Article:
Herbert Weir Smyth [n.d.], A Greek Grammar for Colleges; Machine readable text [info] [word count] [Smyth].
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1898

Imperfect of Description.—The imperfect describes manners and customs; the situation, circumstances, and details, of events; and the development of actions represented as continuing in past time.

ἐκεῖνός τε τοὺς ὑφ' ἑαυτῷ ὥσπερ ἑαυτοῦ παῖδας ἐτί_μα_, οἵ τε ἀρχόμενοι Κῦρον ὡς πατέρα ἐσέβοντο he (Cyrus) treated his subjects with honour as if they were his own children, and his subjects reverenced Cyrus like a father X. C. 8.8.2, εὐθὺς ἀνεβόησάν τε πάντες καὶ προσπεσόντες ἐμάχοντο, ἐώθουν, ἐωθοῦντο, ἔπαιον, ἐπαίοντο immediately all raised a shout and falling upon each other fought, pushed and were pushed, struck and were struck 7. 1. 38, ἐπεὶ δὲ ταῦτα ἐρρήθη, ἐπορεύοντο· τῶν δὲ ἀπαντώντων οἱ μὲν ἀπέθνῃσκον, οἱ δὲ ἔφευγον πάλιν εἴσω, οἱ δὲ ἐβόων and when these words had been spoken, they proceeded to advance; and of those who met them some were killed, others fled back indoors, and others shouted 7. 5. 26, ἐστρατήγει δὲ αὐτῶν Ἀριστεύς Aristeus was their commander T. 1.60; cp. X. C. 4.2.28, X. Ag. 2. 12, X. A. 4.3.8-25, Isocr. 1. 9, 7. 51-53, D. 18.169 ff., Aes. 3.192.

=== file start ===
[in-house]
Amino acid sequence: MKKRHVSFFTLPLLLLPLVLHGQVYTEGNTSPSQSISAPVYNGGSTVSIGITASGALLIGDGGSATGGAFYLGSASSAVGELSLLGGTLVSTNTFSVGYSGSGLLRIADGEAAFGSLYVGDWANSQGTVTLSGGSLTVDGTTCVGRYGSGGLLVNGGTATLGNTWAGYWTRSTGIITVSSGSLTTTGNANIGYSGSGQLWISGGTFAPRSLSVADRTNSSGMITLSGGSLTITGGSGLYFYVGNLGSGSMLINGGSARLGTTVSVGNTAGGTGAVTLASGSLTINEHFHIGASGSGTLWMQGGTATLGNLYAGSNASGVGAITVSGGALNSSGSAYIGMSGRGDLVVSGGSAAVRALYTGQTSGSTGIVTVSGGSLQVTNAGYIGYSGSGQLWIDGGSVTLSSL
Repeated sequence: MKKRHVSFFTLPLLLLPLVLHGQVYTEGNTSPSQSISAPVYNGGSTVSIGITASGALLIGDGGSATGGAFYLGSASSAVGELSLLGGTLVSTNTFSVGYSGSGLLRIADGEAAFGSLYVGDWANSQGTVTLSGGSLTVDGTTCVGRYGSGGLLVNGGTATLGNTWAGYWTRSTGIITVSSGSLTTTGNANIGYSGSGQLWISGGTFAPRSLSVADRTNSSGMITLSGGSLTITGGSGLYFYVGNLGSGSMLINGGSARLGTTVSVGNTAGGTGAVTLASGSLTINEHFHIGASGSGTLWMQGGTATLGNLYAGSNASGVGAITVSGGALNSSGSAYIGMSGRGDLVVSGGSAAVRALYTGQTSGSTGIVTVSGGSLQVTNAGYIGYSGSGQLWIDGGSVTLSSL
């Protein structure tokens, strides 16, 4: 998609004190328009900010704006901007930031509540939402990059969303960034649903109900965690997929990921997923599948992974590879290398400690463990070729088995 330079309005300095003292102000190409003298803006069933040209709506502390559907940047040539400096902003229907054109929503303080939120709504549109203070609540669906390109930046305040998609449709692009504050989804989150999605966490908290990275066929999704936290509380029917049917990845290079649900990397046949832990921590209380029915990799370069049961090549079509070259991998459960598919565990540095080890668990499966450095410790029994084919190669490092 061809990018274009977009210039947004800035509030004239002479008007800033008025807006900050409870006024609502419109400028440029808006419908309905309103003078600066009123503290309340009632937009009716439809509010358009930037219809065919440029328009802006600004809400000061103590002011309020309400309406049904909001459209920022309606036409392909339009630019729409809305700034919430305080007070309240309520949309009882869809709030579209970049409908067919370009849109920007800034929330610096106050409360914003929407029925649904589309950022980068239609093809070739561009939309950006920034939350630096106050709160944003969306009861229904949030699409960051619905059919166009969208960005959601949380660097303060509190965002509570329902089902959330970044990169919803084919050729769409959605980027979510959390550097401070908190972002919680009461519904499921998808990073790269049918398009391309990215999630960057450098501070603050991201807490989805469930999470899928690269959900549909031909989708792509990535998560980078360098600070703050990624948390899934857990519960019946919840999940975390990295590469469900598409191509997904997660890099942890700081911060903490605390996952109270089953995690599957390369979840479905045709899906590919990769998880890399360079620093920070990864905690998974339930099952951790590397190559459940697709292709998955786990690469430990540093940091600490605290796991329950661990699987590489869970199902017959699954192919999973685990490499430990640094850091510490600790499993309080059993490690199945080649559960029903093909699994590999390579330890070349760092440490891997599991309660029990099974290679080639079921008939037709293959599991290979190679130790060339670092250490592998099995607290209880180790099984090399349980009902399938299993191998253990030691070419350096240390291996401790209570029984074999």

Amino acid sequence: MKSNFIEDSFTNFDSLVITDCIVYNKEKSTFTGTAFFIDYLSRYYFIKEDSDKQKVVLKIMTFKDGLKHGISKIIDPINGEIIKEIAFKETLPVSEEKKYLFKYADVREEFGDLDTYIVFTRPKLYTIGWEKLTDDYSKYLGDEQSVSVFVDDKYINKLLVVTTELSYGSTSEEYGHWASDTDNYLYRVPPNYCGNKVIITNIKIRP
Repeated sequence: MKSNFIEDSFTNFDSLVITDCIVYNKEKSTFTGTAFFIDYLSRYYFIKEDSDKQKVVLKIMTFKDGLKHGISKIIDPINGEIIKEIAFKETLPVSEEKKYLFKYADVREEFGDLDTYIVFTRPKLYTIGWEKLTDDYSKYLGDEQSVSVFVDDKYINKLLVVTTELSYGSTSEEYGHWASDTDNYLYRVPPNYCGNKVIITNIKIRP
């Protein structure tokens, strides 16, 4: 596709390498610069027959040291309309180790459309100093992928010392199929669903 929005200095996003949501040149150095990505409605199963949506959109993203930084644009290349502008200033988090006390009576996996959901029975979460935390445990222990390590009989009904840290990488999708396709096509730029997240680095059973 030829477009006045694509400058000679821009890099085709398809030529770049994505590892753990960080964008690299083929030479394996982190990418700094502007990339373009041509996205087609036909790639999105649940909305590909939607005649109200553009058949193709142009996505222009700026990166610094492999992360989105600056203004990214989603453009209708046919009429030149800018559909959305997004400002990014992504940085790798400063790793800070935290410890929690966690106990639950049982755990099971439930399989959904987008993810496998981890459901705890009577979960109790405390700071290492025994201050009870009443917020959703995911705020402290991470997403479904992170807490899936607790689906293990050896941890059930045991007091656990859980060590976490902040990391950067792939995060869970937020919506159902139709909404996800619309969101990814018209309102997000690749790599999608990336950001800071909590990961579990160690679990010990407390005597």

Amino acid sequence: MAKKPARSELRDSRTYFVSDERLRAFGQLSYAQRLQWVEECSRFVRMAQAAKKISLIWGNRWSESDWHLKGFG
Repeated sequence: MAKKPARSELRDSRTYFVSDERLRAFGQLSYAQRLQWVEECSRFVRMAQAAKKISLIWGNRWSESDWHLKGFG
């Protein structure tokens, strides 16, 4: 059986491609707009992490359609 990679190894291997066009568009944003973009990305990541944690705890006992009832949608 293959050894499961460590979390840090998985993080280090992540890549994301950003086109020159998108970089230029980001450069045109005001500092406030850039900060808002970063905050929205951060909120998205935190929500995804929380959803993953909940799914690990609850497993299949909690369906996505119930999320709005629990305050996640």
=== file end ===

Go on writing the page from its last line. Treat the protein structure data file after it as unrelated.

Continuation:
N.—The imperfect often has a dramatic or panoramic force: it enables the reader to follow the course of events as they occurred, as if he were a spectator of the scene depicted.

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Herbert Weir Smyth [n.d.], A Greek Grammar for Colleges; Machine readable text [info] [word count] [Smyth].
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